All seven candidates running for election in the North Island-Powell River district participated in a town hall meeting at Evergreen Theatre on Wednesday, October 9.
Powell River Chamber of Commerce organized the two-hour-long event, and Dan De Vita moderated the questions. The evening began with two-minute opening statements from each candidate in random order.
The Liberal Party’s Peter Schwarzhoff went first, urging voters to renew Justin Trudeau’s mandate, rather than, as Schwarzhoff put it, “going backwards.”
Marxist-Leninist Party candidate Carla Neal followed, promising to champion a “people’s platform” based on recognizing education, health and housing as human rights.
Independent Glen Staples then made his case for basing policies on his own “conscience,” rather than the dictates of party bureaucrats.
The NDP’s Rachel Blaney went next, telling the audience she was honoured to have represented the riding since 2015, and that she hoped to continue fighting for social equality and climate justice on behalf of the community.
Conservative candidate Shelley Downey then pitched her party’s plan to lower taxes, which she said would help Canadians “get ahead.”
The Green Party’s Mark de Bruijn stressed his party’s plan to take decisive actions to “save civilization” from human-caused global warming.
In sharp contrast, the People's Party candidate Brian Rundle used his opening remarks to express skepticism about climate science, prompting a mix of jeers and cheers from the audience.
Then followed the open microphone portion, which gave members of the public the chance to ask questions addressed to all candidates, rather than individuals.
Trina Isakson, an undecided voter, asked candidates about actions they have taken to build mutual understanding in a polarized political landscape.
Schwarzhoff cited his experience moderating a local discussion group, which he said dealt with a range of controversial topics from a non-partisan point of view.
Neal, meanwhile, said she regularly interacts with people who are otherwise socially neglected and alienated.
Staples said the question addressed “one of the core problems” of modern parliamentary politics, before stating that politicians should seek out more ways to work together.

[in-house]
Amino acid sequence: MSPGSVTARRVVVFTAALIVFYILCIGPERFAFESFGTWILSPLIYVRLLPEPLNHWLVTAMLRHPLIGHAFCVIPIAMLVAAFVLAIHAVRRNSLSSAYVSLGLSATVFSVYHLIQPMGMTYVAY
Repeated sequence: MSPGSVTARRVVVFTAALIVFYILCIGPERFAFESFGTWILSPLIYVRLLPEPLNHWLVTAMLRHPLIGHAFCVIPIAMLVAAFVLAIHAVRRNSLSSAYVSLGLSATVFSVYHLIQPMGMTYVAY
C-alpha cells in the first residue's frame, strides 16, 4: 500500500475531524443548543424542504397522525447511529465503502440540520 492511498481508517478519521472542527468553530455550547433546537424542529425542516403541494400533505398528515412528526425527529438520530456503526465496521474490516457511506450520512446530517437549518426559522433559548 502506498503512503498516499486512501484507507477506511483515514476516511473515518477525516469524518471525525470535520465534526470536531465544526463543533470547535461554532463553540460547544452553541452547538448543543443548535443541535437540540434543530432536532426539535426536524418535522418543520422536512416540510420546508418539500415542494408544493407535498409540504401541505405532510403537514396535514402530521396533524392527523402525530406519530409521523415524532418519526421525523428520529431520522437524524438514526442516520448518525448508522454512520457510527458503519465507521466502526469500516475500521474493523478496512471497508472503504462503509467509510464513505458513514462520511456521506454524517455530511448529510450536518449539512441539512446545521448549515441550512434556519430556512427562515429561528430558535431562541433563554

Blaney, meanwhile, cited her work in the House of Commons on legislation for medical assistance in dying, which involved “powerful and sad” conversations with proponents from both sides of the issue.
Downey, a town councillor in Port McNeill, said she has experience in local government finding consensus amid “heated discussions.”
de Bruijn spoke to the importance of overcoming “strife and division,” and said such work begins with “the individual.”
Rundle, meanwhile, said divisions can be overcome by being properly informed on important issues: “the truth is out there,” he added.
Another question, asked by resident Don Edwards, addressed two local hot-button issues: capping gas prices and stopping raw log exports.
Neal said raw log exports should have ended “a long time ago,” and that her party would impose tougher regulations on oil companies to prevent “price gouging.”
Staples agreed about the importance of halting raw log exports, but said he “wouldn’t do anything” about gas prices, because of his belief in the “free market.”
Blaney said she believed in “fair trade, not free trade,” and that she has worked with federal ministries to push for a “fair gasoline watchdog.”
Downey said the raw log exports issue is a provincial matter that she didn’t “have a simple answer to,” and also urged residents to take up the issue of high gas prices with local and provincial governments.
de Bruijn said both issues stem back to the way that “capitalism has become globalized,” and argued that gas should be replaced by electrification.
Rundle warned of an impending “new world order” that would make gas prices even higher than they are now.
Schwarzhoff said communities should support their local sawmills in order to stop raw log exports, and agreed with Blaney that measures to improve the transparency of oil companies are needed to address high gas prices.
Other questions addressed the national debt, action on climate change, making local businesses more sustainable, party whips, reconciliation with first nations and the dangers of increased oil tanker traffic.
Candidates Staples and Rundle left the meeting early at 8 pm to catch a ferry back to Comox. Other candidates mingled with attendees after the event.